So that has been work the past few months. In short, I have been very frustrated. In the end, though, it won’t be for nothing as Nissen will have a page that is top of the line under the hood, even if it still looks similar on the outside. In addition, I have learned a new skillset – I am seriously considering studying design in a more formal setting. And I’ve learned a thing or two about working in a large corporation – namely, when in doubt, consult your superior.

Personal Life

On a more lighthearted side of the spectrum, I have been having a great time here, traveling and meeting people. Over Golden Week, my friends and I took a trip to Mount Aso in Kumamoto-ken. We camped, climbed the mountain, took a lot of pictures and did a lot of touristy things. It was gorgeous out there.

Later in May, my friend Tsuri Toshikazu came to visit me. I met Toshi at OSU last summer – I was his conversation partner. We became good friends quite quickly at OSU, as I introduced him to the kendo club and we would all go out together frequently. So it was very good to see someone from home during what could be called my darkest moments out here. He and his wife flew out from Tokyo and I met them in Matsuyama. We stayed in a hotel by Dogo Onsen and just chilled out for a weekend, which was a very welcome change of pace.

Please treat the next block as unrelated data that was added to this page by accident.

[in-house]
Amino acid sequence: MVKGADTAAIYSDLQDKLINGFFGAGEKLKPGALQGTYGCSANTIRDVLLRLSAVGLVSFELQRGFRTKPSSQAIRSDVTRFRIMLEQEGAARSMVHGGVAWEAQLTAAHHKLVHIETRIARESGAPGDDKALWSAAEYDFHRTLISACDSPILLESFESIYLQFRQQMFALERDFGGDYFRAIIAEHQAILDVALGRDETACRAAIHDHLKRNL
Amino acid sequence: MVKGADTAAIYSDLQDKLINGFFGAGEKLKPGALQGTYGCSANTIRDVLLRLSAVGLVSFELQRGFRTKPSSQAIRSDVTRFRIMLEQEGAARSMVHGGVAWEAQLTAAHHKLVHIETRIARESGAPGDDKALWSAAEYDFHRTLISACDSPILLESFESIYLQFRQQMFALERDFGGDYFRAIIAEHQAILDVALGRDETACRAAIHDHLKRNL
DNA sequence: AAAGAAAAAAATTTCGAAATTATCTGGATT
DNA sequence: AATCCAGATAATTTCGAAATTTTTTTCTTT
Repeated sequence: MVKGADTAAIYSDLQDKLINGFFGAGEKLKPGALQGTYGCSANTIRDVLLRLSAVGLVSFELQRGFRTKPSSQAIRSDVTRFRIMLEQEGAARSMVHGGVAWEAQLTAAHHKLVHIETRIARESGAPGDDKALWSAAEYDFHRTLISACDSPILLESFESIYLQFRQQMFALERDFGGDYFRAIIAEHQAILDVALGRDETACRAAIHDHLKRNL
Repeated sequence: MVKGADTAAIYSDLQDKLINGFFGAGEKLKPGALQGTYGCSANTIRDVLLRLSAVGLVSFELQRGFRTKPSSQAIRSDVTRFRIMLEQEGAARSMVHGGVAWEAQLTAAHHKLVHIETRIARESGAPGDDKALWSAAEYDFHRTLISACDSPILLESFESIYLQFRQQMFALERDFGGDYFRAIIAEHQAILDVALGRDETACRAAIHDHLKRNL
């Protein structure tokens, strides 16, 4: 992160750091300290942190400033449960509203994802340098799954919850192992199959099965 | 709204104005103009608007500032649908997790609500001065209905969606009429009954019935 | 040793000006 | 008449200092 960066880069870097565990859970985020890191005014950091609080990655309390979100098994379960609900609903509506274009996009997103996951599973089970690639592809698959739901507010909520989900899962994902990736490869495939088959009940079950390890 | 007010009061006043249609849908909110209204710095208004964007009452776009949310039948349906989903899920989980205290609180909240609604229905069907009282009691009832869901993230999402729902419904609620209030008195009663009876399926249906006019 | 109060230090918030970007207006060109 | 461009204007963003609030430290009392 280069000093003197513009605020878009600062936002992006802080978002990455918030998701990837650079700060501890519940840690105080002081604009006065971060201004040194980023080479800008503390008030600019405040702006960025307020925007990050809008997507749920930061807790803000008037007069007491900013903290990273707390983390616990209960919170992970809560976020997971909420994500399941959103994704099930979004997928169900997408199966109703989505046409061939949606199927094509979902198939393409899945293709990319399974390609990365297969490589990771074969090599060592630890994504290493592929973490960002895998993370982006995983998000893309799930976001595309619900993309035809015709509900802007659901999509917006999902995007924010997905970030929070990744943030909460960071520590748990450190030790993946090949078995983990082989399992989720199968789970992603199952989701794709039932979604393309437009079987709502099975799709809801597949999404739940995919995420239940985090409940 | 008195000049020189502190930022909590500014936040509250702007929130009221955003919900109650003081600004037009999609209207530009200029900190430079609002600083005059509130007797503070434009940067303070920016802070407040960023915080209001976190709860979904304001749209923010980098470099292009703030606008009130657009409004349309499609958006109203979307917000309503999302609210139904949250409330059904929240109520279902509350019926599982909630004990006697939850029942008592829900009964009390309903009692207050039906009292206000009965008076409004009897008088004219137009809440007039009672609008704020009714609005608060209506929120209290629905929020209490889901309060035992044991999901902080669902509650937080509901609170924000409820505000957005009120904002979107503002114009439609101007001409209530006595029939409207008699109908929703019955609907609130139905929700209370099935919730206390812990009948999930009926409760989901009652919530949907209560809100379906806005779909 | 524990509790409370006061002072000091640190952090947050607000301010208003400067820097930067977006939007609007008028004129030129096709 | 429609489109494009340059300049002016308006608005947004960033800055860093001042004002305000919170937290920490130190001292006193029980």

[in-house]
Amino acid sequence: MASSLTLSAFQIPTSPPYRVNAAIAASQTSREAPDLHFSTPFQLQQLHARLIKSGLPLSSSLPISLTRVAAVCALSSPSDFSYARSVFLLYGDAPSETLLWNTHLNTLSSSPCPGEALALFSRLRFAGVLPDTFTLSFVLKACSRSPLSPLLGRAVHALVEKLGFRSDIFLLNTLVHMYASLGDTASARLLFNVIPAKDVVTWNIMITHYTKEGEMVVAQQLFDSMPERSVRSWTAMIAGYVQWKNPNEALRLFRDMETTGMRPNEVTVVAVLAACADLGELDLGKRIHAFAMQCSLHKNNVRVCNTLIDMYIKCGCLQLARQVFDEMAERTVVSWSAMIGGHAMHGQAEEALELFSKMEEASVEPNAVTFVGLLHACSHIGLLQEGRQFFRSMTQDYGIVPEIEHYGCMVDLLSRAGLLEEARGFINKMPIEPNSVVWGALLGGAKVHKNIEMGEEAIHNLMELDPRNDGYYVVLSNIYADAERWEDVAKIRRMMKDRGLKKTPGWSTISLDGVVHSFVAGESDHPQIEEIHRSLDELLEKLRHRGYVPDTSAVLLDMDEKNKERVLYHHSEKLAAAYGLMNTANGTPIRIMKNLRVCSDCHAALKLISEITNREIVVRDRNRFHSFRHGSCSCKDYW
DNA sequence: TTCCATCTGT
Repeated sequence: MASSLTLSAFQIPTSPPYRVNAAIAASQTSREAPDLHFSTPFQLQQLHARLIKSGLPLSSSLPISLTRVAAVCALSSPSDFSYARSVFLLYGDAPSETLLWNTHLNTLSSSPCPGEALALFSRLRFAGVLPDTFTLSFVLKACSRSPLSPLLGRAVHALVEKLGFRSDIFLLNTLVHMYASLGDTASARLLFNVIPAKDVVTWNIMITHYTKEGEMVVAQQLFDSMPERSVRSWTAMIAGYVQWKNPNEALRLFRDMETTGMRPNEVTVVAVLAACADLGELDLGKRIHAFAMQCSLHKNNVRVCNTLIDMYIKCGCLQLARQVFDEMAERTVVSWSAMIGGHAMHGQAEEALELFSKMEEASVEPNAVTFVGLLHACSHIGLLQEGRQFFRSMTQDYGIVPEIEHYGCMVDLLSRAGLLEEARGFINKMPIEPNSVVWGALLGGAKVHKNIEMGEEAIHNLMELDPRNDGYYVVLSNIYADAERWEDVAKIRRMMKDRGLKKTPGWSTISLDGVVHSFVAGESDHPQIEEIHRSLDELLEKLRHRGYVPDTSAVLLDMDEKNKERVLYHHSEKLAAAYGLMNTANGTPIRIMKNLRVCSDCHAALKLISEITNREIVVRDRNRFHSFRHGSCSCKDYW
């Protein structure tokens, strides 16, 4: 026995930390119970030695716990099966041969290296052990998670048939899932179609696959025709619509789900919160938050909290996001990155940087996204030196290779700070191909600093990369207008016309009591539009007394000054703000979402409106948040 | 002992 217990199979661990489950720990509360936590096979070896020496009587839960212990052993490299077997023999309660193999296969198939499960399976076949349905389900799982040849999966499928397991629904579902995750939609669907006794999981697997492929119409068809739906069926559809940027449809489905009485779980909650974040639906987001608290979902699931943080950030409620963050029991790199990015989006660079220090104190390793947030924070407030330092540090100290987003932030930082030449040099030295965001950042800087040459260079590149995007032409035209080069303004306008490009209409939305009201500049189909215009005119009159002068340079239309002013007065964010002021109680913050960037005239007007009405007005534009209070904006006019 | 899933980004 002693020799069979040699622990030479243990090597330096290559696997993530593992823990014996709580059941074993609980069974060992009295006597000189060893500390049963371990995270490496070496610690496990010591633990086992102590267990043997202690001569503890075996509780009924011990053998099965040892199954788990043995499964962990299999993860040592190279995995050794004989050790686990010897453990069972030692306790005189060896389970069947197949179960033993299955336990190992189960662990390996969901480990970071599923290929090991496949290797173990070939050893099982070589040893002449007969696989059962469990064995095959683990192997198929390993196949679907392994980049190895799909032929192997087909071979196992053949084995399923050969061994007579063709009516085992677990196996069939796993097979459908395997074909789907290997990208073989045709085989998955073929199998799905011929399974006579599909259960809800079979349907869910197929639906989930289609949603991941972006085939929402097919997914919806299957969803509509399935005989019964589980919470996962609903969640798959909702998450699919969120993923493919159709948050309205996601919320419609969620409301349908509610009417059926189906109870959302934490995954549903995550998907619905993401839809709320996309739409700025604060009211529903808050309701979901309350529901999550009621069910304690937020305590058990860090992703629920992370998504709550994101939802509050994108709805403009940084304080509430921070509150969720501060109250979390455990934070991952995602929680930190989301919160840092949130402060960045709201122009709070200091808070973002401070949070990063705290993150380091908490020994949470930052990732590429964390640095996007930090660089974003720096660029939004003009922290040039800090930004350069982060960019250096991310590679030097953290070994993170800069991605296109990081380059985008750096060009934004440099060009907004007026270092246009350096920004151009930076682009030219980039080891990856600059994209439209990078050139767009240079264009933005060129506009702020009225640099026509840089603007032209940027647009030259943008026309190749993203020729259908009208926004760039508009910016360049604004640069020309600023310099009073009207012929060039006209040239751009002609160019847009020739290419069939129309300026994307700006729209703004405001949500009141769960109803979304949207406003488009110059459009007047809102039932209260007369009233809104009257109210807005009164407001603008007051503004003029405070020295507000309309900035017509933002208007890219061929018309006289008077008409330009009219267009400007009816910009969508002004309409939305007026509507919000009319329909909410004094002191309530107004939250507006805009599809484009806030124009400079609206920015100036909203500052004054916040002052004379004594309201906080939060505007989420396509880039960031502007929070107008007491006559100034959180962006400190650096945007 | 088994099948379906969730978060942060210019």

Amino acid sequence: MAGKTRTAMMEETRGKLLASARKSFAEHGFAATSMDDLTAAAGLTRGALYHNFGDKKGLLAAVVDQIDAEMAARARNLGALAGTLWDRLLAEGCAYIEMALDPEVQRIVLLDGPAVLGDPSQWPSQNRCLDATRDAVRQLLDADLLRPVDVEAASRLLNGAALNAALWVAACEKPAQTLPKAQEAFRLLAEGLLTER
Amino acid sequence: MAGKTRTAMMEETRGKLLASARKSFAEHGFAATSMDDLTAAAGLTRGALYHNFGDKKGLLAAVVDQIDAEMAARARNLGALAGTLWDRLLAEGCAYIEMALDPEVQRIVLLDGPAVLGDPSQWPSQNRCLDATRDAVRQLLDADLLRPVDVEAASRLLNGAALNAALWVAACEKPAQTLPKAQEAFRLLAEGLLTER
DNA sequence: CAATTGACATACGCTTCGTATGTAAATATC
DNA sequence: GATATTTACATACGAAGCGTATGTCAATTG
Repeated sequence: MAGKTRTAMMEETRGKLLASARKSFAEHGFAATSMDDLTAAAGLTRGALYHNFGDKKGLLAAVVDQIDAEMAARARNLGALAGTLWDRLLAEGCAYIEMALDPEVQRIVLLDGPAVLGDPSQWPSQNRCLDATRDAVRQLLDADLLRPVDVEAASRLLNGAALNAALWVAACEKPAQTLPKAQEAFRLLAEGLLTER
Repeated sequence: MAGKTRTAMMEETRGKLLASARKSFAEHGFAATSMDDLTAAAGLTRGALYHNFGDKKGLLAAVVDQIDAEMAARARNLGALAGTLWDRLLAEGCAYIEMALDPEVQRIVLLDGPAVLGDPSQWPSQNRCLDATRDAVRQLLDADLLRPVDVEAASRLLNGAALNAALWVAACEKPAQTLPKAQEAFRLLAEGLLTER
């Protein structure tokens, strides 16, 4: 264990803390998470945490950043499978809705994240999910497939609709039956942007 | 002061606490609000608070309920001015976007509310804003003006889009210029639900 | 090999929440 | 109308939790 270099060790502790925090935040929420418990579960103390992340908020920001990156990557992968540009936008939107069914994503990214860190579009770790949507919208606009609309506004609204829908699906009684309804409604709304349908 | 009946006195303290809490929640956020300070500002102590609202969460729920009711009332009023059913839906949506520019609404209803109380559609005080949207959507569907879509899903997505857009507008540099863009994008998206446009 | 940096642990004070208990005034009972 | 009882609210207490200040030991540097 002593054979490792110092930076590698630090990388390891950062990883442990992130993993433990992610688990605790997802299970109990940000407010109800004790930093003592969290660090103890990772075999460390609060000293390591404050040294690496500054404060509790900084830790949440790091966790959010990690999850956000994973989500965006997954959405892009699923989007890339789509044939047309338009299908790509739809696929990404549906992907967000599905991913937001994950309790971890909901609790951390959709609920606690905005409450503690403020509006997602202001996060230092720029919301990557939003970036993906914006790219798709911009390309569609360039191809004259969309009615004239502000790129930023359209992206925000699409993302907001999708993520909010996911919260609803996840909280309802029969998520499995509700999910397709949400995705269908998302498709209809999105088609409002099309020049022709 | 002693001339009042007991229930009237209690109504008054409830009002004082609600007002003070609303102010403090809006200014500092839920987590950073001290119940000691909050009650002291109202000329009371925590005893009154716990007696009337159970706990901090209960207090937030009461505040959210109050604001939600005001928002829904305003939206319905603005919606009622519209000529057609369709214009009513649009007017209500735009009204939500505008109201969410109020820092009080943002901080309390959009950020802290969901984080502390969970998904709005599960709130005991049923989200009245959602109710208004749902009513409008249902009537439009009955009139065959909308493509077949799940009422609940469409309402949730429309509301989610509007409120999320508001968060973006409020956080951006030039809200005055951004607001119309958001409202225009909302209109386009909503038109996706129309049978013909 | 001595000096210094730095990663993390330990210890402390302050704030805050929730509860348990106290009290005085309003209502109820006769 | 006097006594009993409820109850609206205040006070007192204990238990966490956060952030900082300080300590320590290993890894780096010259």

Between the week in Kyushu and the weekend in Matsuyama my funding was stretched pretty thinly, but I have gotten a bit better at pinching pennies and managed to avoid the dreaded week of instant ramen I occasionally run into at the end of the month.

At end of June, a just-graduated friend from OSU came out to see me. She will be here until July 13, and we are having a few adventures. We went to Hiroshima, but perhaps I should save that for my summer report so I have a few things to talk about. With the arrival of my friend came my return to Masaeda Apartment, which I have honestly grown to really revile.

Bursting pipes, flooding toilets, colonies of roaches – this really is kind of a bad place to live, and it wouldn’t irk so much except that I was told that Ichimiya Group owns other apartment buildings newer and closer to the office but that they decided not to put the interns there due to the proximity of the red light district. The moral high-ground is well and good but on a bad day I feel stuck in a cockroach farm 2 miles from work and anyone I know, without so much as the moped I am supposed to have to get around. That sucks.

Fuck, man, throw me a bone here.